Gerber Axes

Jun 21, 1999
Does anybody own/use any of those Gerber axes. If so, what is your opinion. Will the synthetic handles stand up to real life? I'm interested in them for their light weight, but I am not sure about the merits of the method they used to attach the handle to the axe-head.

I think that an axe and a pocket knife would be the ultimate in survival equipment.

Any opinions?
I have two: one with a very small handle (about 15 cm) and one normal sized (handle about 70 cm). I consider that the larger one is an wery good general purpose axe - probably the best that I have used. It is light, handle gives good grip and blade shape suits well to my chores (mainly splitting logs and chopping down woods in my summer cottage). I have had the large one about 5 years and there is no play between handle and blade. In this same time my traditional (actually my grandmothers) axe with a wooden handle (it is also made by Gerber/Fiskars) has suffered major damage just below the axe-head.
Finnish association of work efficiency tested most axes in market couple of years ago and Fiskars/Gerber was the best with a wide margin (lowest number of hits needed to chop birch logs into firewood).

The smaller one is a toy but still better in chopping wood than any knife of same size. I have used it to carve stakes.

If I remember correctly Fiskars has patented attachment method between handle and blade so you can just check it from your patent database.
Remember that it my have been patented only in Europe or in Finland... Have a nice research month.

I almost agree with you about ultimate survival equipments. I would take an axe and a puukko
. But what works here in northern woods may not work as well in tropic

[This message has been edited by Tommi (edited 05 July 1999).]
Hello guys!

I also have a couple of those Fiskars/Gerber axes. They are very strong and durable. I've never had any concerns about the axe head to disengage itself from the handle. No worries there.

Funny thing though... the axes are called Fiskars in Finland (and are made by Fiskars afaik) and Gerber in the USA - or the net as they are found at the Gerber web site and not from the Fiskars. But there seems to be more models available in Finland than the (only) 3 models marketed at the Gerber web-site (or KnifeCenter...). I don't remember how many models are sold in Finland, but at least the splitting axes are missing from Gerber.

Tommi, trying to win a knife, eh? I had to register and post too - can't win those knives otherwise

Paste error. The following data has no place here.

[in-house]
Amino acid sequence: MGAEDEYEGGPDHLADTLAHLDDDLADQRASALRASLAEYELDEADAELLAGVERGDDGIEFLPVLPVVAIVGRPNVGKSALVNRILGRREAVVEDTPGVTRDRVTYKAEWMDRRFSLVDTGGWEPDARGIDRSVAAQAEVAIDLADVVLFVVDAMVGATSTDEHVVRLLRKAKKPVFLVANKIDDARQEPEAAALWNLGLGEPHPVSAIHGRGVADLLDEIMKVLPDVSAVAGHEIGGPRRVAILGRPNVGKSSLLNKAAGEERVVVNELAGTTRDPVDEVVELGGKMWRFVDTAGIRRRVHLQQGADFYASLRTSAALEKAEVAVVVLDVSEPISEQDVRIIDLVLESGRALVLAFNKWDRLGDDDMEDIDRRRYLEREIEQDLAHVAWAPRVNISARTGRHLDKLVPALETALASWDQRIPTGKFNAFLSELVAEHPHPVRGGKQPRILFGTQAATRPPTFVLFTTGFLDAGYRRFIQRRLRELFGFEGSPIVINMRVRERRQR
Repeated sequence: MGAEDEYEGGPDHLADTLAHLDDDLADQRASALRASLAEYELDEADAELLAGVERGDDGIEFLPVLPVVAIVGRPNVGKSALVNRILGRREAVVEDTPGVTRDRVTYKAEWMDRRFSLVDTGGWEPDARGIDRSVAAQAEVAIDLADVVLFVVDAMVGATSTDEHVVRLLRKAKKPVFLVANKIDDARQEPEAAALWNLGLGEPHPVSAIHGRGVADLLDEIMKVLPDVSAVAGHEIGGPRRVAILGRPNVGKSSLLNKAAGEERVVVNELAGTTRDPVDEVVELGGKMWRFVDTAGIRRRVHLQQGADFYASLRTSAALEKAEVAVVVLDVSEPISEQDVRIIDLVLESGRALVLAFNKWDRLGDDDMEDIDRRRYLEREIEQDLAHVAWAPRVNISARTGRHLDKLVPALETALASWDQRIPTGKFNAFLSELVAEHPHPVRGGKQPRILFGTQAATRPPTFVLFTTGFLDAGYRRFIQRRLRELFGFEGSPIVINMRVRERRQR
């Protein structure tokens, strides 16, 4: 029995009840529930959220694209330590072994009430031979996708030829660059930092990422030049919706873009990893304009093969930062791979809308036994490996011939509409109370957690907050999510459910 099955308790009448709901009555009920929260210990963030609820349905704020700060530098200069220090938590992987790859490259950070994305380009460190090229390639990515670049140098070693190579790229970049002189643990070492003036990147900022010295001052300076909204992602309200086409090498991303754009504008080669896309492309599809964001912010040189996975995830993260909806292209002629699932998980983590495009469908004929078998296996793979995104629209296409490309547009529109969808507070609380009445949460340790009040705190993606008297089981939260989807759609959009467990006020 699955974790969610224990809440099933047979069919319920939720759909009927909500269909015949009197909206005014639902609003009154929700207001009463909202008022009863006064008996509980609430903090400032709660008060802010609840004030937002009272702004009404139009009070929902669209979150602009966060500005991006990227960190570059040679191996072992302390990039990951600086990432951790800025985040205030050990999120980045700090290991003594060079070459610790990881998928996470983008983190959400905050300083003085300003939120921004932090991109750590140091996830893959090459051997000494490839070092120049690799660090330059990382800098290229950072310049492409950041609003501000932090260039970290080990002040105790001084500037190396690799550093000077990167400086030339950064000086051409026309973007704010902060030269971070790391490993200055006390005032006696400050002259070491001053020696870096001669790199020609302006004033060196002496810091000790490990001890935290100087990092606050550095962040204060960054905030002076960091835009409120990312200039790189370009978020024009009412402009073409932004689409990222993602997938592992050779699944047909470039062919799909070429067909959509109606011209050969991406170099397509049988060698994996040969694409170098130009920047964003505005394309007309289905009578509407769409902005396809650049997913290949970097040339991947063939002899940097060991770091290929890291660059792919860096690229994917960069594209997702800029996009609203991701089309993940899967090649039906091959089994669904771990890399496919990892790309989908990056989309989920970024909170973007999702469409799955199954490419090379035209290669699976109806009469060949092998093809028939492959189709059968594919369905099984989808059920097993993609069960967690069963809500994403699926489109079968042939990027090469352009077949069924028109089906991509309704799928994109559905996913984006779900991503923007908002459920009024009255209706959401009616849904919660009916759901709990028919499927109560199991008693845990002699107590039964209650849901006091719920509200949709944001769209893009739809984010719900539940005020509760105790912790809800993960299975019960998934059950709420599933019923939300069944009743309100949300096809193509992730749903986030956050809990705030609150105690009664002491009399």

Survival equipments... I would have to agree on the axe and the puukko, but I'd add a large leuku and a SAK... and all the other folders I could stuff in my pockets

I also have good experiences of various Fiskars axes, especially the splitter (Model 1400, if I remember it right), and tens of cubic meters of tough birch in Lapland can attest to their effectiveness (as well as durability). Only the concealability in daily carry might be a problem, at least in urban environment.

We have a saying in Finland: The puukko is for fastening the other guy to the wall for as long as it takes to fetch the axe.
Seriously, both are remarkable multi-purpose tools.

Tommi -- Do you remember where the efficiency test was quoted (I do have the specific magazine, but a few meters of other Erä- Ase & Erä-, etc. magazines as well), or have you perhaps had access to the original text?

Hyvää kesänjatkoa.

I've got the small Back Paxe model for hunting use. I use it to break bones when boning out elk.
I work at a knife shop and we have three of them.

Personally I would reccomend a real axe, like a Granfors Bruks or something like that, at least then you can replace the handle.

Marion David Poff aka Eye, one can msg me at

"I'm just an advertisement for a version of myself." David Byrne

Won't Gerber replace the whole axe if there is ever any damage for any reason?
BTW: I once saw three of the Gerber axes advertized on the same page of a magazine, and the descriptions said that the larger two axes had Lexan handles and the Back Paxe(smallest axe) had a fiber glass handle.
I was under the impression that all of the Gerber/Fiskers axes had fiberglass this true, or do the larger ones really have Lexan handles?

"All of our knives open with one hand, in case you're busy with the other"